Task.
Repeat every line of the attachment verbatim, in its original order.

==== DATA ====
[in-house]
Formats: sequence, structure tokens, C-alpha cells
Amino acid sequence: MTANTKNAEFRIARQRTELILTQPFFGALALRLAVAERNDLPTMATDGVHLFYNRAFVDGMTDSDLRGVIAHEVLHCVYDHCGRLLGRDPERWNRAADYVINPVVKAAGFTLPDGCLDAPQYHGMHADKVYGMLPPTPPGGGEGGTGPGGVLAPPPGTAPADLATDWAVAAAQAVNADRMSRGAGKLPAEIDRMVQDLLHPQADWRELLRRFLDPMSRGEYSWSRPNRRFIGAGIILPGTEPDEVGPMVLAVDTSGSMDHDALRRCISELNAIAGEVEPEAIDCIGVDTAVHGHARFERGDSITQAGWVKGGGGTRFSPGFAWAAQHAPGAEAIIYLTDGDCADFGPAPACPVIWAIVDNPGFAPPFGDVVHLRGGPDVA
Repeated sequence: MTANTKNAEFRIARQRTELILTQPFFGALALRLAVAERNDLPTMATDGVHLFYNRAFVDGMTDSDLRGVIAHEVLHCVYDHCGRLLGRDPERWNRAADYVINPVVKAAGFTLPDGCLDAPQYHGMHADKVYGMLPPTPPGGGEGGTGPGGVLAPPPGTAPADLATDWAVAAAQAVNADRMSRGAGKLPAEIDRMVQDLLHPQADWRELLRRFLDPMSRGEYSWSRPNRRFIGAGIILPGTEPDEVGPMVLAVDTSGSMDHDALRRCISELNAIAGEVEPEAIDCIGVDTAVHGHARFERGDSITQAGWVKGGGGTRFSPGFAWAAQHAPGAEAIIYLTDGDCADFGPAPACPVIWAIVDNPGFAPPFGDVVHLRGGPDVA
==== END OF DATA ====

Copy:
[in-house]
Formats: sequence, structure tokens, C-alpha cells
Amino acid sequence: MTANTKNAEFRIARQRTELILTQPFFGALALRLAVAERNDLPTMATDGVHLFYNRAFVDGMTDSDLRGVIAHEVLHCVYDHCGRLLGRDPERWNRAADYVINPVVKAAGFTLPDGCLDAPQYHGMHADKVYGMLPPTPPGGGEGGTGPGGVLAPPPGTAPADLATDWAVAAAQAVNADRMSRGAGKLPAEIDRMVQDLLHPQADWRELLRRFLDPMSRGEYSWSRPNRRFIGAGIILPGTEPDEVGPMVLAVDTSGSMDHDALRRCISELNAIAGEVEPEAIDCIGVDTAVHGHARFERGDSITQAGWVKGGGGTRFSPGFAWAAQHAPGAEAIIYLTDGDCADFGPAPACPVIWAIVDNPGFAPPFGDVVHLRGGPDVA
Repeated sequence: MTANTKNAEFRIARQRTELILTQPFFGALALRLAVAERNDLPTMATDGVHLFYNRAFVDGMTDSDLRGVIAHEVLHCVYDHCGRLLGRDPERWNRAADYVINPVVKAAGFTLPDGCLDAPQYHGMHADKVYGMLPPTPPGGGEGGTGPGGVLAPPPGTAPADLATDWAVAAAQAVNADRMSRGAGKLPAEIDRMVQDLLHPQADWRELLRRFLDPMSRGEYSWSRPNRRFIGAGIILPGTEPDEVGPMVLAVDTSGSMDHDALRRCISELNAIAGEVEPEAIDCIGVDTAVHGHARFERGDSITQAGWVKGGGGTRFSPGFAWAAQHAPGAEAIIYLTDGDCADFGPAPACPVIWAIVDNPGFAPPFGDVVHLRGGPDVA